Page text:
Benjamin Katzeff Silberstein (BKS): first, when did this practice of SOEs trading in foreign currency become common and legally permissive?

Peter Ward (PW): probably around early 2013. This is when the “policy to make domestic production and exports one” came into force. The idea is to align domestic input prices for manufacturing, and consumer goods prices, with prevailing prices on international markets. This is literally what North Korean economics literature says that they aim to do, despite ostensibly being a socialist system in theory.

BKS: How is the FX-market price in North Korea determined? And where do the FX-market for SOEs and that for private citizens intersect?

PW: We don’t know, but one could imagine that there are major foreign exchange markets in North Korea – regional markets, both markets on the ground, so to speak, and between enterprises within regions. How does the center know the prevailing price? The regional price department of the regional People’s Committee price office and market management office (they may either be separate or the same) probably simply calls the local People’s Committee, who supposedly gathers this information from the local market management offices. At any rate, there’s reporting of the prevailing local exchange rate throughout the system.

Major enterprises will also know how much their inputs costs in foreign exchange, and a sense of how much their products would sell for on the world market. In that way, they’re able to assess the costs of their inputs in the world market (or at least China), and know how much they need to charge to make a profit or break even.

The market for individual citizens and SOEs intersect at several levels. SOEs likely source much of their inputs from wholesale markets, and from domestic private traders. They also obtain some of their foreign exchange from loans from private individuals. Private citizens can legally lend money to SOEs, but investments in SOEs by private citizens also happen, though they’re technically not legal, and both these investments and loans probably happen quite often in foreign exchange.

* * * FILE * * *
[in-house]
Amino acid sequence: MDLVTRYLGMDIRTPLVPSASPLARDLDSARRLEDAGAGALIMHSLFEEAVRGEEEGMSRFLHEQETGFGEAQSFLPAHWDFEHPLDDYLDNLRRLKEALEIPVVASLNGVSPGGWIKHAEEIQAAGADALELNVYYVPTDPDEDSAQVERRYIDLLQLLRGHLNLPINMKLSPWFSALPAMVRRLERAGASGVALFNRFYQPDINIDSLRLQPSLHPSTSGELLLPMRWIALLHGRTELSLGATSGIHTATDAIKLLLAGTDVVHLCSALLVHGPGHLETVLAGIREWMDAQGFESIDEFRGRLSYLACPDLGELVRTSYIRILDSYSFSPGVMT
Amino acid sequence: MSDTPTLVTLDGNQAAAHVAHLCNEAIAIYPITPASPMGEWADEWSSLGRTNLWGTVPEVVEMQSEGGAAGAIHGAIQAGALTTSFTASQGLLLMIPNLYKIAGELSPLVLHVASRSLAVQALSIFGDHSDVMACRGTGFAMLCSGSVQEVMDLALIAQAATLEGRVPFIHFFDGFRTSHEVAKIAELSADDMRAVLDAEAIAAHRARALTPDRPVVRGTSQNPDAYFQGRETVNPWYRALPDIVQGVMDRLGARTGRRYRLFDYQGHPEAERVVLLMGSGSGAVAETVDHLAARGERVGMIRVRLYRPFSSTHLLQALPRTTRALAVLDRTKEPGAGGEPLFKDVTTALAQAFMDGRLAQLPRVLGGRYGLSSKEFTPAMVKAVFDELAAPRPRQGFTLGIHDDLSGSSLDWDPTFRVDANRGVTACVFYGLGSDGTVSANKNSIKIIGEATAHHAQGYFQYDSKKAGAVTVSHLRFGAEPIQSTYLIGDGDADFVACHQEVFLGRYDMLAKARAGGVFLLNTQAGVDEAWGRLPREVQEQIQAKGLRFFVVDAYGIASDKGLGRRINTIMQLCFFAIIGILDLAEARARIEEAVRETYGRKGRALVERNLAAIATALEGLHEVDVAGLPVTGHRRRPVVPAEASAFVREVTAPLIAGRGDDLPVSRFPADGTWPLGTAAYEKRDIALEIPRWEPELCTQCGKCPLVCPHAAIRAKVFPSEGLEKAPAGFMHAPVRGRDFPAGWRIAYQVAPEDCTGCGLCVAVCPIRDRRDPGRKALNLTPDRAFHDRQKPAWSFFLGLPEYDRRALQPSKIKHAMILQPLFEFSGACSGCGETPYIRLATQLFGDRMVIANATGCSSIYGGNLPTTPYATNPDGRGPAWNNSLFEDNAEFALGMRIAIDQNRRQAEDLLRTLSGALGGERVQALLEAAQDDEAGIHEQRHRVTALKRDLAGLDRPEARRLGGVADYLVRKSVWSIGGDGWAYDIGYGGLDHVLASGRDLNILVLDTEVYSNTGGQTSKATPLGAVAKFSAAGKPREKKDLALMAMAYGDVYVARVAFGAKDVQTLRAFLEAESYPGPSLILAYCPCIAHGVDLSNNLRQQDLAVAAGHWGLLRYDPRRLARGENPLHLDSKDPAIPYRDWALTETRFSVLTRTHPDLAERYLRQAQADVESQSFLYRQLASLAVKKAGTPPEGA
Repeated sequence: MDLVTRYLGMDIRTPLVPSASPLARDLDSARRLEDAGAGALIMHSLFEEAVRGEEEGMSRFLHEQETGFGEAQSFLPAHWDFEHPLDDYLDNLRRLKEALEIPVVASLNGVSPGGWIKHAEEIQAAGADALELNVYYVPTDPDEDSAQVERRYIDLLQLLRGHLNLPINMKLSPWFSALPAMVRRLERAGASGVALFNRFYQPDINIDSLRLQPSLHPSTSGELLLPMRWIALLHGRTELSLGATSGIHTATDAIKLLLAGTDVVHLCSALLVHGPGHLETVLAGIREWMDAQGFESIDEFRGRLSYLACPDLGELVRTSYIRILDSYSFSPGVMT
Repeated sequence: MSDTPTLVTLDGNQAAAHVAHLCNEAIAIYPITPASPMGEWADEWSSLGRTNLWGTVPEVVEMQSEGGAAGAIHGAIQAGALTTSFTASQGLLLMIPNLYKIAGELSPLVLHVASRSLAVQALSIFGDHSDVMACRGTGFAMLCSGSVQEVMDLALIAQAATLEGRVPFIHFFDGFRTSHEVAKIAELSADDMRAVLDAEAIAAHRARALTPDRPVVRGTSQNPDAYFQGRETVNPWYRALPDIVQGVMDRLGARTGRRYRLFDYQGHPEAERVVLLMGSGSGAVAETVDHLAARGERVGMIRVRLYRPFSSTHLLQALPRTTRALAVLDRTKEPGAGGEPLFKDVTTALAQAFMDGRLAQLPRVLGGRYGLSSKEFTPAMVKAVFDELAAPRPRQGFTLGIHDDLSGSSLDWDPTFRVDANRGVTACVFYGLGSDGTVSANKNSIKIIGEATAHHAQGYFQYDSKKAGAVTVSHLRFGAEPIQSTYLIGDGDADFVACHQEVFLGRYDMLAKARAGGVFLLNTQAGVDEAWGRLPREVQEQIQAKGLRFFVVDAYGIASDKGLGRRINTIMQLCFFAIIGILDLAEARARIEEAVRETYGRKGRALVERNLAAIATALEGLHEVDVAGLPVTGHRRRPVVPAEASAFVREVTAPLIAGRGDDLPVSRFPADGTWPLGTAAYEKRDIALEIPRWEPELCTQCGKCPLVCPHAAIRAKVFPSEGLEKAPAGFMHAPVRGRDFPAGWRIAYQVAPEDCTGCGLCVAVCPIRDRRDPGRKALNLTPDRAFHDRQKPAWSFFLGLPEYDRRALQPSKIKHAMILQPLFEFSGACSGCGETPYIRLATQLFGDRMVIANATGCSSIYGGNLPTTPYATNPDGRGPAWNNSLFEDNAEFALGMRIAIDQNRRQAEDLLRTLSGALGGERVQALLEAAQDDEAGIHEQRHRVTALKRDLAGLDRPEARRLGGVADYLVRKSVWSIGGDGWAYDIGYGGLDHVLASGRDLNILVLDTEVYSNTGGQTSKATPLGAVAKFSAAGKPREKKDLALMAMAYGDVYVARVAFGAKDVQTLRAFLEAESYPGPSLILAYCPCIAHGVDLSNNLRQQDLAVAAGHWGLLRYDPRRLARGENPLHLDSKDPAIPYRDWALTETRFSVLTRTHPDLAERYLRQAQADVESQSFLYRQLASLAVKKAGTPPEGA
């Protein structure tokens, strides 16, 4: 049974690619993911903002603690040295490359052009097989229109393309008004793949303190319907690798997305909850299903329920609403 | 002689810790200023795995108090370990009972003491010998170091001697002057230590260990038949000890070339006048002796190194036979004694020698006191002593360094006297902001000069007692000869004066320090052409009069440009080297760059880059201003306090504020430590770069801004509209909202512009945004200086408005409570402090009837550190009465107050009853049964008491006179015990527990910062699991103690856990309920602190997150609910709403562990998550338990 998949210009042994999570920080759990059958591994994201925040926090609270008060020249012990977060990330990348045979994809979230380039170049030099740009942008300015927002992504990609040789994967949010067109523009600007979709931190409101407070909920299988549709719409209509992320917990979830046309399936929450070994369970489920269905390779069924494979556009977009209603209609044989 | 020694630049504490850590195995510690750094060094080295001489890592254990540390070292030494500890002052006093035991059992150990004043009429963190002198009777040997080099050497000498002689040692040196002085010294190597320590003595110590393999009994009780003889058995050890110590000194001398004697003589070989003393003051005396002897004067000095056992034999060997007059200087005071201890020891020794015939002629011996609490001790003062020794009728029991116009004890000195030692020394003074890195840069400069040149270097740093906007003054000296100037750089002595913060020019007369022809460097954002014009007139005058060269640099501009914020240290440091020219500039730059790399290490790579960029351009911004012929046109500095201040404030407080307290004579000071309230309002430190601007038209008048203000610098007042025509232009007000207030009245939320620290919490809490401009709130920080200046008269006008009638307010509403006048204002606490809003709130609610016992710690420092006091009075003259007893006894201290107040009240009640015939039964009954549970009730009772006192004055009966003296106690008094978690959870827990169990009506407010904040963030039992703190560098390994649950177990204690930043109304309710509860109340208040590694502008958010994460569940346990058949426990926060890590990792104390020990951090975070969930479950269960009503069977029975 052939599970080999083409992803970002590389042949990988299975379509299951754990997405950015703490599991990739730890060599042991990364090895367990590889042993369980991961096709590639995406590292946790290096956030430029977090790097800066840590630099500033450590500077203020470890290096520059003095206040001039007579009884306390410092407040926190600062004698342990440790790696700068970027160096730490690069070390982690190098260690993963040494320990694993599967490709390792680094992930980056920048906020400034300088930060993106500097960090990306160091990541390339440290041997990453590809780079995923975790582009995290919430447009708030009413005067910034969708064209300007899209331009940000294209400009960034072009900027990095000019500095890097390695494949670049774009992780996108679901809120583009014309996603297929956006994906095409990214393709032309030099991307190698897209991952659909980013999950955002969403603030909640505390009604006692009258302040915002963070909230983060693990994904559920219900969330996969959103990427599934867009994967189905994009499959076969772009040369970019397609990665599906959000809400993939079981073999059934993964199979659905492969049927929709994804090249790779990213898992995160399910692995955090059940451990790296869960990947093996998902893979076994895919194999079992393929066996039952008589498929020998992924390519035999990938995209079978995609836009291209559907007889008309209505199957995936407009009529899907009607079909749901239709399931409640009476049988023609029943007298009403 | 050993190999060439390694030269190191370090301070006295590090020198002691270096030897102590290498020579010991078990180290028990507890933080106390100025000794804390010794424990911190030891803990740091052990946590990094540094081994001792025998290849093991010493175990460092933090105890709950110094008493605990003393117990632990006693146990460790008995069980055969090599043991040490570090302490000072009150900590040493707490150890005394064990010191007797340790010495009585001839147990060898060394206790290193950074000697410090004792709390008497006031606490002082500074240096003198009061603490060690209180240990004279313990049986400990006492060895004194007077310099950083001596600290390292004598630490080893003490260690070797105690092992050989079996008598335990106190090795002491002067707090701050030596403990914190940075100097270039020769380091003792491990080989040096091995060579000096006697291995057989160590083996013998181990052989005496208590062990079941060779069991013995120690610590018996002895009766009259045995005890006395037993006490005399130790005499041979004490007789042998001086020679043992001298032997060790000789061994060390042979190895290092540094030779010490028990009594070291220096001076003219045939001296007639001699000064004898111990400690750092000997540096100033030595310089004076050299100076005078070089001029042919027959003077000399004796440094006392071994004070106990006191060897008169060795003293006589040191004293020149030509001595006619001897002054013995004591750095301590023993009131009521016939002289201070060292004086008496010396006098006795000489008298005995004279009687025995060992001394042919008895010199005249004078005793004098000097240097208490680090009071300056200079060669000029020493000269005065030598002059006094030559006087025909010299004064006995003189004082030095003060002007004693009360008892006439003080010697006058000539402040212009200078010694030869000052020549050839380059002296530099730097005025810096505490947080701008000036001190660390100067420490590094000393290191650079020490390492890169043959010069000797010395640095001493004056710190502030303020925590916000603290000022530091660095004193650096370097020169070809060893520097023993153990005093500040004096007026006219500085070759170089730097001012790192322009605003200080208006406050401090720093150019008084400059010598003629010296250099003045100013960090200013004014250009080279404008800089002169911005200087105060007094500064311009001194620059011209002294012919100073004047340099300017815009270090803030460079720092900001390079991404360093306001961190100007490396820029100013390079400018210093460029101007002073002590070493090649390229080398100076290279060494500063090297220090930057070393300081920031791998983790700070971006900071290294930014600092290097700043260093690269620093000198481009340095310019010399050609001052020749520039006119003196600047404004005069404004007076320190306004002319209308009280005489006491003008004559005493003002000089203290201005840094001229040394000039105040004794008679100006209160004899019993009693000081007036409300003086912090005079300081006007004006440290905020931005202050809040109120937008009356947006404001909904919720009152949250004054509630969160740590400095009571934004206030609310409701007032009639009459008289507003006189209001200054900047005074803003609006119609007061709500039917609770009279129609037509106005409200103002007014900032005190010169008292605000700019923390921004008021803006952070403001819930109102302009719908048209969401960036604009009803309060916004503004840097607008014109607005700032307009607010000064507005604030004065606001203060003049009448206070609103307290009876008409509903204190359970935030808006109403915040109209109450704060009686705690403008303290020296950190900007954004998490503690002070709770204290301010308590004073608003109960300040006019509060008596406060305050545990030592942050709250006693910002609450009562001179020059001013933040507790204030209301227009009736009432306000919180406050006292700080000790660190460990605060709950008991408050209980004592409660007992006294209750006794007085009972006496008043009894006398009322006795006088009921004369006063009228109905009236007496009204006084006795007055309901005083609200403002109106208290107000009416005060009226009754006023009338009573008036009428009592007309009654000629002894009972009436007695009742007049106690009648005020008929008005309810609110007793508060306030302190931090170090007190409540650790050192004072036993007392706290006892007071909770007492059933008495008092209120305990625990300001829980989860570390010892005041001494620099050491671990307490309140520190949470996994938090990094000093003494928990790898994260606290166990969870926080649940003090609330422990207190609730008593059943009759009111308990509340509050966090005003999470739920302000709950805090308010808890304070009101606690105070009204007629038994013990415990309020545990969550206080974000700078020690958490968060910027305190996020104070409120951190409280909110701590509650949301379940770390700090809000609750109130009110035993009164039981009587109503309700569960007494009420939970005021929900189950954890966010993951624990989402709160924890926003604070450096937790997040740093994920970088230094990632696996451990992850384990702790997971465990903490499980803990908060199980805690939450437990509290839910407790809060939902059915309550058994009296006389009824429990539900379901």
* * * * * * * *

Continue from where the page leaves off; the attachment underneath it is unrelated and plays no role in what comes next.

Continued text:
So the market price equilibrium happens through all these conduits, and as on any market, it is determined by countless instances of bargaining between traders, SOEs, and to a proportionally smaller extent, private citizens.

BKS: so where is the FX coming from, to begin with?

PW: if most inter-enterprise contracts and transactions are denominated in foreign currency, they’d be insulated from any sudden, exogenous trade shocks, such as sanctions. They’re still trading amongst themselves with whatever FX-holdings they have. For all intents and purposes, foreign currency inside North Korea is the principal legal tender – that’s what’s likely used for all major transactions inside the country, so exogenous shocks such as sanctions, from the outside, don’t necessarily impact the market price for foreign currency inside the country.

BKS: Is it likely, in your view and judging from your observations in North Korea, that the government maintains a price ceiling on the market exchange rate?

PW: Yes, it is. The government maintains price ceilings on a range of commodities, at least that’s what people inside the country say. They probably have an informal peg to the RMB, since China is their principal trade partner. It looks like it, but we don’t know for sure if they do. One possibility is that have significant cash reserves of RMB…

BKS: is it possible that China is simply helping North Korea keep the won stabile, by simply funneling RMB in?

PW: that’s certainly a possibility. The North Korean government keep a very close eye on the exchange rate, both in terms of physical cash in circulation and deposits in bank accounts, which SOEs have – both domestic and foreign currency bank accounts. They’ll keep a tight control over domestic currency-denominated loans to SOEs – that’s certainly one way of doing it. State banks will probably be encouraged to denominate such loans in foreign currency.

The government can also keep a pretty tight rope around money in circulation, since enterprises now have their own individual accounting system. The central government isn’t constantly borrowing money from the central bank to pump into SOEs, so the amount of money created by the central bank to lend to SOEs has gone down a lot.

That, at least partially, explains how the government manages to keep domestic currency circulation down. It doesn’t look like they’re printing much money overall, I saw bills from the pre-2009 currency re-denomination being used as late as July this year. And the highest denomination of North Korean won in circulation is the 5,000 won note, which has a market value of around 60 US cents, hardly appropriate for anything more groceries.

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North Koreans are getting paid deposits on banking, scholar says

Wednesday, September 12th, 2018

By Benjamin Katzeff Silberstein